We all know the feeling, exams are coming up and you feel like you have a lot on your plate. Between trying to cram information into your brain and creating the ‘Great Wall of Study Notes’ around you, you might be feeling the stress.
Try not to put too much pressure on yourself and just do your best. And we’ve put together a few breathing tips to help you relax and make it through exams without any new frown lines.
Breathing and stress
When we feel stressed, our breathing can change to become more rapid and shallow so that we’re not taking in as much air as normal. Deliberately taking note of these changes and make an effort to adjust breathing can help with relaxation and reduce stress.
- Slow your breathing by taking some deep breaths – breathe in to 3 counts, hold for 1, and breathe out for 4 counts to start off with
- Don’t forget to use your stomach to breathe instead of your chest or shoulders – put a hand on your stomach and feel it rise as you inhale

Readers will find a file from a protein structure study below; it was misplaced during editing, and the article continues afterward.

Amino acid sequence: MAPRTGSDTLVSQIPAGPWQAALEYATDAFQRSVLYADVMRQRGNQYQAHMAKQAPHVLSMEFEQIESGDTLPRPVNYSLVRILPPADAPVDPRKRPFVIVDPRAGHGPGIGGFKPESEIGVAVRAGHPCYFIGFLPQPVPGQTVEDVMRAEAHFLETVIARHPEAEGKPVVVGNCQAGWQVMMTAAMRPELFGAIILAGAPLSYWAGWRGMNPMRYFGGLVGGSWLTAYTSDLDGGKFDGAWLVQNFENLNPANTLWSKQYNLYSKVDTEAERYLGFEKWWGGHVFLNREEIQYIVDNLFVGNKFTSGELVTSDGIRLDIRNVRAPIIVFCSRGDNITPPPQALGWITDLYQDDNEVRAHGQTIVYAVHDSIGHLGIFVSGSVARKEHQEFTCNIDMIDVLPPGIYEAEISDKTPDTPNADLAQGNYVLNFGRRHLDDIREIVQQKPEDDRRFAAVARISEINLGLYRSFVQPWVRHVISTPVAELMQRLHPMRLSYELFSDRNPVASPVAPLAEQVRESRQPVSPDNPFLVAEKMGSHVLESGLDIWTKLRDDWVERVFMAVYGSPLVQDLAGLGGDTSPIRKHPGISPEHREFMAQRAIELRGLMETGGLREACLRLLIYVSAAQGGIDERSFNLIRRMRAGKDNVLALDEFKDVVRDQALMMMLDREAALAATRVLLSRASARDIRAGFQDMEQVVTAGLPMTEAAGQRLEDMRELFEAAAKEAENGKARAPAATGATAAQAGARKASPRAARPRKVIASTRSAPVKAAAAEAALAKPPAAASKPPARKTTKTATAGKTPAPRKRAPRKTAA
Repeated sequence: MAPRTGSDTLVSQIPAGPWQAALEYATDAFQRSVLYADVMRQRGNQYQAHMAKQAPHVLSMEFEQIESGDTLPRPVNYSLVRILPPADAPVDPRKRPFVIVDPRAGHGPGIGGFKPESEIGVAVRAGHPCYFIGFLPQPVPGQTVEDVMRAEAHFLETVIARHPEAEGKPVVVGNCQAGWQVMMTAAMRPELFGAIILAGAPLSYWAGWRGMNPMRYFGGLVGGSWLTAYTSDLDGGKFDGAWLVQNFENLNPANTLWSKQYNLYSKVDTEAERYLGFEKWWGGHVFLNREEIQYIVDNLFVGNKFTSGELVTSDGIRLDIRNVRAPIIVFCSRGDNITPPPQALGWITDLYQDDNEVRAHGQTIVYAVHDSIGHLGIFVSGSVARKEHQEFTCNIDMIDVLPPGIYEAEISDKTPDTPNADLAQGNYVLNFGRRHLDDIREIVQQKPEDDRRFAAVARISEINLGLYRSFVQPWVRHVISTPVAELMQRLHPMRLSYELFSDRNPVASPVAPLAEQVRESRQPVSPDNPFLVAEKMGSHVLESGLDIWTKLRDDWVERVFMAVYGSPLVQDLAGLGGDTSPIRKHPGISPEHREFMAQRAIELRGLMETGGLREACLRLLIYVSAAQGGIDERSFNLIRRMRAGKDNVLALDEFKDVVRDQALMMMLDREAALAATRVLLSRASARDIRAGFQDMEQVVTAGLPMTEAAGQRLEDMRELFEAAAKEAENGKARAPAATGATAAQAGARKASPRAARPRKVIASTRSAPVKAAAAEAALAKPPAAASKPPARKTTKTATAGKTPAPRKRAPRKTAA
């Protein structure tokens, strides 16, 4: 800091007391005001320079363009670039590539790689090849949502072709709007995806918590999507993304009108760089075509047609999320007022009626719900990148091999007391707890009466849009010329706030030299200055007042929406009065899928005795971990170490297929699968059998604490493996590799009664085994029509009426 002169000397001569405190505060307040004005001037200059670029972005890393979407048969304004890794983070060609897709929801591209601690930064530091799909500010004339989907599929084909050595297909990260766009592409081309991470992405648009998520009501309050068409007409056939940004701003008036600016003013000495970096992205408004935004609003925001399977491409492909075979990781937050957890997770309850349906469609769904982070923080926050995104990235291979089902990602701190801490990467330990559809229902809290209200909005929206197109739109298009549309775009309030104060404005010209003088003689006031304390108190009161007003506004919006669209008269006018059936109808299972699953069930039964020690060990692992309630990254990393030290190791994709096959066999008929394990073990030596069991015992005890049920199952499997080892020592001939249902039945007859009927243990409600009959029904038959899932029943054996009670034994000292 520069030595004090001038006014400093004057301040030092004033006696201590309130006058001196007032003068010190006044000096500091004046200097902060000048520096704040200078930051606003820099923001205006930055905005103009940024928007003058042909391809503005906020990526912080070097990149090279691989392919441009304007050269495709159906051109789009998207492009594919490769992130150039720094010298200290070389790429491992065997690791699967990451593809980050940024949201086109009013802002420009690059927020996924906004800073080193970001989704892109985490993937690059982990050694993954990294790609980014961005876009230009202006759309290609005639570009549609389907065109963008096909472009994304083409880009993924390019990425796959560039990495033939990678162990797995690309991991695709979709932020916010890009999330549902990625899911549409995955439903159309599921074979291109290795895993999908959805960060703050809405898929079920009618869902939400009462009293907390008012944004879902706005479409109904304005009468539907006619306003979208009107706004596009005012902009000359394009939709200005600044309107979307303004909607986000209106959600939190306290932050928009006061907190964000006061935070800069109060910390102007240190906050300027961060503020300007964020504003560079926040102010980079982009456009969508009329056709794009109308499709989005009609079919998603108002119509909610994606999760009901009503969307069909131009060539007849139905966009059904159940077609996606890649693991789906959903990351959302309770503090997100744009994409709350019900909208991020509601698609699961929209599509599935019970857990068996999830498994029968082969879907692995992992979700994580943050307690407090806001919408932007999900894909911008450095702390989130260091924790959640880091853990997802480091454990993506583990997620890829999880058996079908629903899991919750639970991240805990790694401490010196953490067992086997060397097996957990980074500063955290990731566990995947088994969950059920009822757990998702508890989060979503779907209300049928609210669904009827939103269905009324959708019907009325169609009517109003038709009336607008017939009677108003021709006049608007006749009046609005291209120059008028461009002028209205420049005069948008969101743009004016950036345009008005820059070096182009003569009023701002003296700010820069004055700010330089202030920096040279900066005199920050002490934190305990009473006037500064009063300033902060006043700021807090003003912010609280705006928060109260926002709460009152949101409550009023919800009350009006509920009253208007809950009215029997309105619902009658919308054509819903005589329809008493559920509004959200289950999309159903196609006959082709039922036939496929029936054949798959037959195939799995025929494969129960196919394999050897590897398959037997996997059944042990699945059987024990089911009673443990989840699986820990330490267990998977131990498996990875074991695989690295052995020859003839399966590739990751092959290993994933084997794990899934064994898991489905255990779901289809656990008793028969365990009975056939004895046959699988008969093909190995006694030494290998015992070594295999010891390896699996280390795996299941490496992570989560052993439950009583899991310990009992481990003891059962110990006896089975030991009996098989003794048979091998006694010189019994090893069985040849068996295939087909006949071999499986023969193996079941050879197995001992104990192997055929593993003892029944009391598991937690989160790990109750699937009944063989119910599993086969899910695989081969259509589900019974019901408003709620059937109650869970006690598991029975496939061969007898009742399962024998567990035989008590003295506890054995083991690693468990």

- Put a few 10-20 minute breaks in your study schedule to take a moment and breathe. Try to develop a habit by doing this at least once a day somewhere you can feel calm and relaxed.
- Try these breathing exercises lying down if you can for extra relaxation and to really feel connected to your body
Other tips for reducing stress
- Try a bit of stretching or yoga in the morning or before you start studying to prevent stress, improve posture, lessen aches and pains, and increase energy levels. Not sure what to do or where to start? Try to find a beginners video on YouTube or come along to free Yoga on the Grass at UWA
- Make time for self-care with frequent breaks or get outside to go for a walk to take your mind off anything that’s making you feel anxious. Then you can come back to study feeling relaxed and refreshed!
- Eat proper meals, stay hydrated and avoid lots of sugary snacks. Good nutrition will give your body what it needs and keep your mind healthy too.
- Don’t forget to get lots of sleep. It can be tempting to pull an all-nighter before an exam but sleep is essential for brain function.
Where to get help
If you’re finding it difficult to manage your stress, anxiety or mental health, make sure you reach out for help. Here’s who you can contact:
- See your doctor
- Seek help from a stress management specialist, such as psychologist
- Contact a mental health support organisation – Lifeline, Headspace, Youth Focus or Beyond Blue
- The Medibank 24/7 Student Health and Support Line provides a range of support for international students in around 160 languages